The New York Post by DAN MANGAN - July 28, 2009
An upstate judge is in hot water for calling Assembly Speaker Sheldon Silver a "slug" in The Post's pages. The state Commission on Judicial Conduct last week hauled Cattaraugus County Judge Larry Himelein, 60, before a referee on undisclosed charges. Himelein admits he used the epithet to describe the Lower East Side Democrat over long-stalled pay raises for New York judges -- but insists he did so in a leaked e-mail to fellow judges, not in an April 2008 phone interview with The Post in which he confirmed he was refusing to hear cases involving Weitz & Luxenberg, Silver's employer. The commission is also probing whether he said, "I think the speaker is a slug." Subpoenaed Post reporter Bruce Golding testified his report was accurate. A lawyer not involved in the case said Himelein was likely to get just a private warning if convicted of detracting "from the dignity of judicial office." But if found to have misled the panel, he faces tougher sanctions, including possible removal, the source said. firstname.lastname@example.org
Judge revolt vs. me pointless, Assembly Speaker Sheldon Silver sez
The New York Daily News bY ELIZABETH BENJAMIN - May 5, 2008
Judges trying tomake Assembly Speaker Sheldon Silver pay - literally - by targeting his law firm in their ongoing war over judicial salary hikes are missing the mark, the speaker said Sunday. "They don't realize I have no interest in the firm, so they're not hurting me personally," Silver said. "I have no interest in litigation. The only interest I have is in what I bring in [through case referrals], which is very minimal." Silver's comments came on the heels of reports that upstate judges are either slowing down or recusing themselves from cases brought by his Manhattan law firm, Weitz & Luxenberg, or trying to get the firm disqualified outright from at least one lucrative Medicaid fraud case. The speaker, who is of counsel at the firm, continued to insist yesterday that he actually supports a judicial pay raise, adding, "I would like to see that they, along with other people, get what is due them."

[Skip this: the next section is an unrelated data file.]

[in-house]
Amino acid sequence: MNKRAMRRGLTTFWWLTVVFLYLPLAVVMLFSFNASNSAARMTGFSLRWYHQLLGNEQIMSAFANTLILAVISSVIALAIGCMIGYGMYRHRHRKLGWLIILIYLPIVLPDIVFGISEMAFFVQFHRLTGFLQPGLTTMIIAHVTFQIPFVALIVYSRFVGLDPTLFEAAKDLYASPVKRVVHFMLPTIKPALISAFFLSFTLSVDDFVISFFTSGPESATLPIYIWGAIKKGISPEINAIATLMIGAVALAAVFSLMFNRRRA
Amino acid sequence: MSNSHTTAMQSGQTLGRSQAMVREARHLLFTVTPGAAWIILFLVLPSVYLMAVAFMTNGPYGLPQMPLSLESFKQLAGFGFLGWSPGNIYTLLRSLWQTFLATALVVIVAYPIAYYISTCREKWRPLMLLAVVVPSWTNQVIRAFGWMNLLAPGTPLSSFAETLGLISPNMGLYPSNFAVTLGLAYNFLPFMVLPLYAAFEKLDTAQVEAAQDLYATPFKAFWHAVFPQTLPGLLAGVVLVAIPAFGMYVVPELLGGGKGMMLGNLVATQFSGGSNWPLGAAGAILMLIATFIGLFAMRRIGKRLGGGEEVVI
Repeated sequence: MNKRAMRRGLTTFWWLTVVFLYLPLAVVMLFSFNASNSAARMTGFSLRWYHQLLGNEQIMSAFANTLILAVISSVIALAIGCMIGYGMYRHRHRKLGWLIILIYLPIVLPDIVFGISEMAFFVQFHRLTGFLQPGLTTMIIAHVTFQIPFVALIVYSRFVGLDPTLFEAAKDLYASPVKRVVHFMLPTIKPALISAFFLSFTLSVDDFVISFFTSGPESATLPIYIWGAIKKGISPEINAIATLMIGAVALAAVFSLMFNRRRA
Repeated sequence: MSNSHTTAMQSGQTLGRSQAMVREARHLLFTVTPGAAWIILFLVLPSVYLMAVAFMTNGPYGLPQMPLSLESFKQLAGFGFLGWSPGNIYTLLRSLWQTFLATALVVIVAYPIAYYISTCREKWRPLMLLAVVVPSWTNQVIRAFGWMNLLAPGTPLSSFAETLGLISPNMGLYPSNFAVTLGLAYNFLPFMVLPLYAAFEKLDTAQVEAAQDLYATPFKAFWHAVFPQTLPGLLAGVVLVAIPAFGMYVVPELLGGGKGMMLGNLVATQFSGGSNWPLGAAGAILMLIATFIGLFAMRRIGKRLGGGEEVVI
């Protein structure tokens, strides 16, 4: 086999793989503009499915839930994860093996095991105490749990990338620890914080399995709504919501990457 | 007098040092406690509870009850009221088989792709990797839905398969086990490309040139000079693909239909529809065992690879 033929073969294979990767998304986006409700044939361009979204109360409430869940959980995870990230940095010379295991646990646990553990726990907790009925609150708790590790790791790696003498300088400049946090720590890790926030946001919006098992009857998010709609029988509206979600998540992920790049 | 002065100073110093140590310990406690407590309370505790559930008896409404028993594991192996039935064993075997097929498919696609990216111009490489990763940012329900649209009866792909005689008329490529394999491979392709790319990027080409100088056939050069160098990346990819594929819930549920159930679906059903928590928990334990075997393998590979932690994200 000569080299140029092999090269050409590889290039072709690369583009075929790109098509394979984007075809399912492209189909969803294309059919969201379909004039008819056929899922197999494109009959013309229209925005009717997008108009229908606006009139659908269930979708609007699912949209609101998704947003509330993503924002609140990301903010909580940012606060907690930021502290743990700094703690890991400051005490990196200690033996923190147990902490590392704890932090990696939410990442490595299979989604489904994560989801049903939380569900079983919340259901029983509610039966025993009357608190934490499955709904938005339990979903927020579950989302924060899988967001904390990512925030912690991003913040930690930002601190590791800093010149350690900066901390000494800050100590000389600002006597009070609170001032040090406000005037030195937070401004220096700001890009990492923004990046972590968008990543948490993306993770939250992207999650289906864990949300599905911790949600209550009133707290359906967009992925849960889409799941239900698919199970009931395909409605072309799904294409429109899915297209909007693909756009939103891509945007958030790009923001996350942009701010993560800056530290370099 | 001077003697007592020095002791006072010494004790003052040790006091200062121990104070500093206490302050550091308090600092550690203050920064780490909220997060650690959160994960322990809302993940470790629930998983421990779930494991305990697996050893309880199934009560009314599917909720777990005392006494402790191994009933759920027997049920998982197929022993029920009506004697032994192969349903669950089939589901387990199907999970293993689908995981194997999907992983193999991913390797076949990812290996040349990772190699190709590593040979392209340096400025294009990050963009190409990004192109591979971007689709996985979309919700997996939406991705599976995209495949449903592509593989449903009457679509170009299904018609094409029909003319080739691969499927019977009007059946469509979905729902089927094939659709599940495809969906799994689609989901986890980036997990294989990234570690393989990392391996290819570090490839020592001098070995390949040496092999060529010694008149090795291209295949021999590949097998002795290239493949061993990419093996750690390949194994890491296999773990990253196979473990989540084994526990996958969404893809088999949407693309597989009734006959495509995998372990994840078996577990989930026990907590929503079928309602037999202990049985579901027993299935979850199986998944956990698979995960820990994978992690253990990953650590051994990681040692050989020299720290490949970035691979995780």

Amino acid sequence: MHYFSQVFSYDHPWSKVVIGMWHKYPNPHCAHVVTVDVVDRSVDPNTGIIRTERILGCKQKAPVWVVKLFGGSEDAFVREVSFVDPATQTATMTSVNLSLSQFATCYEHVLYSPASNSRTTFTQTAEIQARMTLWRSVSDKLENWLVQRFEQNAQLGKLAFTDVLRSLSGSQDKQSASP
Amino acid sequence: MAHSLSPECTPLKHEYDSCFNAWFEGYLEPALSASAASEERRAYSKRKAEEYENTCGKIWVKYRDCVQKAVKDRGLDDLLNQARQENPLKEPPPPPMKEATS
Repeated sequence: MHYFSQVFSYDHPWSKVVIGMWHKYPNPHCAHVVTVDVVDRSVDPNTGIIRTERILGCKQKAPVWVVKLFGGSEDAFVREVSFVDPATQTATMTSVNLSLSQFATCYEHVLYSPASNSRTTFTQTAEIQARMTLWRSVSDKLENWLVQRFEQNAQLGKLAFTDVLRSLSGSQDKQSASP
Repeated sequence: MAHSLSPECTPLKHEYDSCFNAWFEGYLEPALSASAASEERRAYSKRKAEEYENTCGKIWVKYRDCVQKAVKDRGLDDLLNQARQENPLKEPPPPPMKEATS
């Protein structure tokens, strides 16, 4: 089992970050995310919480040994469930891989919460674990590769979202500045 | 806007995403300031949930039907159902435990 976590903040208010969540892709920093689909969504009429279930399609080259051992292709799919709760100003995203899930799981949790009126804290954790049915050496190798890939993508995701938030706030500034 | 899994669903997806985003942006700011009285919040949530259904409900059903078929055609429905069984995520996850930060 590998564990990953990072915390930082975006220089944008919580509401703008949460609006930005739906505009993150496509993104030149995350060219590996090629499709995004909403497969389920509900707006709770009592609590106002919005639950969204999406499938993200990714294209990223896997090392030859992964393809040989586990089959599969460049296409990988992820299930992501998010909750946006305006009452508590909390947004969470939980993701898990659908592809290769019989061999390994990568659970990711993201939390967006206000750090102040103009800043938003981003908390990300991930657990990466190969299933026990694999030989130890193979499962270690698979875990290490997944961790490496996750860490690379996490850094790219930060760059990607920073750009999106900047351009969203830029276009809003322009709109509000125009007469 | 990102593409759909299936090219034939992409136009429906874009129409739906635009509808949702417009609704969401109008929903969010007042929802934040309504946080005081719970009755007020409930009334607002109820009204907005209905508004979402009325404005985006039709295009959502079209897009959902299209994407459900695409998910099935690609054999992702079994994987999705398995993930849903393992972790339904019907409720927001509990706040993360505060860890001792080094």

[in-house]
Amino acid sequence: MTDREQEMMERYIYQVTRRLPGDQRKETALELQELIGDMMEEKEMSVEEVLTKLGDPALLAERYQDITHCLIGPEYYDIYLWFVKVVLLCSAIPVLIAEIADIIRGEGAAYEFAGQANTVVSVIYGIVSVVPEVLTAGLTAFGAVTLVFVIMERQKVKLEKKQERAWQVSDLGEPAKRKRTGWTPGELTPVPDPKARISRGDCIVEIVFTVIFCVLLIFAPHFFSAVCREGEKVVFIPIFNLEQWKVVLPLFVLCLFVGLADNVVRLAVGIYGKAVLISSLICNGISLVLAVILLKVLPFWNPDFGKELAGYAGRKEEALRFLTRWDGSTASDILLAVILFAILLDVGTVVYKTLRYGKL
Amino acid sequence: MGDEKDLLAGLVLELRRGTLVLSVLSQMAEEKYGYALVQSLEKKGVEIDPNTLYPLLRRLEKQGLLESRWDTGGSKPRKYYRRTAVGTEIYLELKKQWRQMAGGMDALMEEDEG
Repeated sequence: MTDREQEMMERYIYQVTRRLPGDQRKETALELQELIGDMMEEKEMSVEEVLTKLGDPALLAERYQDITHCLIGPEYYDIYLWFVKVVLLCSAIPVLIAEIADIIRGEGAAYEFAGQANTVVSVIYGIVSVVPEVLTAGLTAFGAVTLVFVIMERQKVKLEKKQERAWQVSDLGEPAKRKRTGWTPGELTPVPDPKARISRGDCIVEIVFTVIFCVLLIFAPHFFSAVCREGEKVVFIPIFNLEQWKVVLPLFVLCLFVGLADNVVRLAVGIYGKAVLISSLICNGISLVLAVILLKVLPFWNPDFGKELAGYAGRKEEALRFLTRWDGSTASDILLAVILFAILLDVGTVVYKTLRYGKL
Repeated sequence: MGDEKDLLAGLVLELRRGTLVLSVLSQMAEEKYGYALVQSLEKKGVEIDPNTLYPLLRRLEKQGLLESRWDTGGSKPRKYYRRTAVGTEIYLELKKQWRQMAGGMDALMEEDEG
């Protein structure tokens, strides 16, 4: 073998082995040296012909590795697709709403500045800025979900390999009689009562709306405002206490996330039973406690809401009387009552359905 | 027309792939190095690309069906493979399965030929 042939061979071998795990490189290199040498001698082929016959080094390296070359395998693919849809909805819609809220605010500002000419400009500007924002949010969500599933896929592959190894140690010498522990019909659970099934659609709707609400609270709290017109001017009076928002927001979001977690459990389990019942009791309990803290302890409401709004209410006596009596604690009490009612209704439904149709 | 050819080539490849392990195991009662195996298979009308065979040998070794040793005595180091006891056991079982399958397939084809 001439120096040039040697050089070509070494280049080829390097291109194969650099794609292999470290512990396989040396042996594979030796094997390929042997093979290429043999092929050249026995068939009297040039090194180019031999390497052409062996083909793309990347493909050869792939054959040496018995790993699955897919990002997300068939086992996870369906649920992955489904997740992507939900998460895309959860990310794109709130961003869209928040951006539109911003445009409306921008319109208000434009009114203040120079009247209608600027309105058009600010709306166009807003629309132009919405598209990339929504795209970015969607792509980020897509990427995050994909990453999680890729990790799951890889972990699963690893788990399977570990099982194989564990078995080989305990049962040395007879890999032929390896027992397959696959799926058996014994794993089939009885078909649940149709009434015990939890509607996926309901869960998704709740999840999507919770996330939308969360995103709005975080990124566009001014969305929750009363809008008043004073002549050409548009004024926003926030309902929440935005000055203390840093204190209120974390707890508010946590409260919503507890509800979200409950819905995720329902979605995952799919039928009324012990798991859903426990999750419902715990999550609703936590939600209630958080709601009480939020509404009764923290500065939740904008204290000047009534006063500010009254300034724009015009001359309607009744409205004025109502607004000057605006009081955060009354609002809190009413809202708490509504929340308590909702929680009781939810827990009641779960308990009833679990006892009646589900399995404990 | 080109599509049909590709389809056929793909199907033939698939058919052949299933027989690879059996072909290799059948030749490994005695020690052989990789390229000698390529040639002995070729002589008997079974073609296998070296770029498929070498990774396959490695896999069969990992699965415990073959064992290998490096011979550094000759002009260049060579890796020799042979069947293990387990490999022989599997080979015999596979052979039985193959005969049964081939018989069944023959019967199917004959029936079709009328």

Judicial salary increases have traditionally been linked in Albany to pay raises for state lawmakers - a political hot-button issue, particularly at a time when the state is facing a fiscal crisis. Neither legislators nor judges have seen a raise since January 1999. The stalled pay raise is the subject of three lawsuits against state leaders, including one filed by Chief Judge Judith Kaye. The judicial revolt largely has been led by upstate judges. Cattaraugus County Judge Larry Himelein, a Democrat like Silver, reportedly went so far as to call the speaker "a slug." The speaker refused to respond in kind to the name-calling, saying only: "I don't know who the guy is. I question if that's the way he speaks in public whether he belongs on the bench. But that's his problem, not mine." email@example.com